People have a lot of different views about what meditation is and isn't. I've changed my mind on this subject considerably.
For thirty-five years I viewed meditation as a way to access a supernatural realm of reality, have mystical experiences, and realize God. But that's a narrow perspective, something I realize now.
Currently I embrace a form of meditation that is vaguely Buddhist, even though I don't consider myself a devotee of Buddhism. I enjoy being as fully aware as possible of what is happening both inside and outside me, within my mind and without in the world.
Which, I suppose, could be called mindfulness.
This morning I started reading a book by Steve Hagen, "Meditation Now or Never." I thought I'd read all of Hagen's books, but somehow I'd missed this one until recently.
It's good. Short, simple, direct. In all of his writings Hagen takes religion out of Buddhism, which leaves the Buddha's original teachings, insofar as it is possible to discern what they were.
Below are excerpts from a right-on chapter, Things Mistaken for Meditation. It turns out that almost everything I thought was meditation for those thirty-five years actually isn't. At least, not from a Buddhist viewpoint.
Let's start, though, with what Hagen says meditation is.
Meditation is, finally, just to be here. Not over there, in some other place called peace or freedom or enlightenment. Not longing for something else. Not trying to be, or to acquire, something new or different. Not seeking benefit.
We need to understand that the wanting mind is the antithesis of the mind of meditation. The mind of meditation is a mind not driven by desires and fears and longings.
Indeed, a mind that seeks to rid itself of these painful mental qualities is already the dissatisfied and confused mind from which we seek to free ourselves.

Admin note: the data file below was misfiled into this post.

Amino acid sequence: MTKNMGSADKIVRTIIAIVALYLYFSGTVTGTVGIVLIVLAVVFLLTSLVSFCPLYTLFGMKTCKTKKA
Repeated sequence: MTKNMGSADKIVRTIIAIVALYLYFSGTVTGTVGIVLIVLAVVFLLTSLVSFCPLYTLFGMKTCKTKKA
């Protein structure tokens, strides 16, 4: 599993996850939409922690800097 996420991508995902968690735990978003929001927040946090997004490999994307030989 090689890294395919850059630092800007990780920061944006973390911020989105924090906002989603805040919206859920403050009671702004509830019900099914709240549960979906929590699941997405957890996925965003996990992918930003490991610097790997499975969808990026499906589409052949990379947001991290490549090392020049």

When we desire the desirelessness, we remain trapped in desire. When we want the wantlessness, we bind ourselves with yet another chain.
And here's the excerpts regarding what Hagen says meditation isn't.
Relaxation. If your goal is to temporarily calm down, a simple relaxation technique is helpful. If, however, you want to experience a mind that is present and collected, this is the mind of meditation. Meditation, in other words, is not a quick fix. It's long-term -- that is, it's a lifelong approach to peace of mind, tranquility, and stability.
Visualization. With visualization, you actively conjure up images in your mind. In meditation, however, there's no deliberate effort to conjure up anything, or to create any mental phenomena. Plenty of them will bubble up anyway, and in meditation, we don't try to hold on to them or drive them out. Contrary to visualization, in meditation we allow our mental images to freely come and go.
Trance. In most trance meditations, you turn inward and tune out awareness of your surroundings, your body, and your mind. Your attention becomes filed down to a very narrow, still point, which can feel temporarily blissful. But every trance is itself temporary. When you come out of it, you're back to all of the problems and confusion that were there when you went into it. There's no transformation.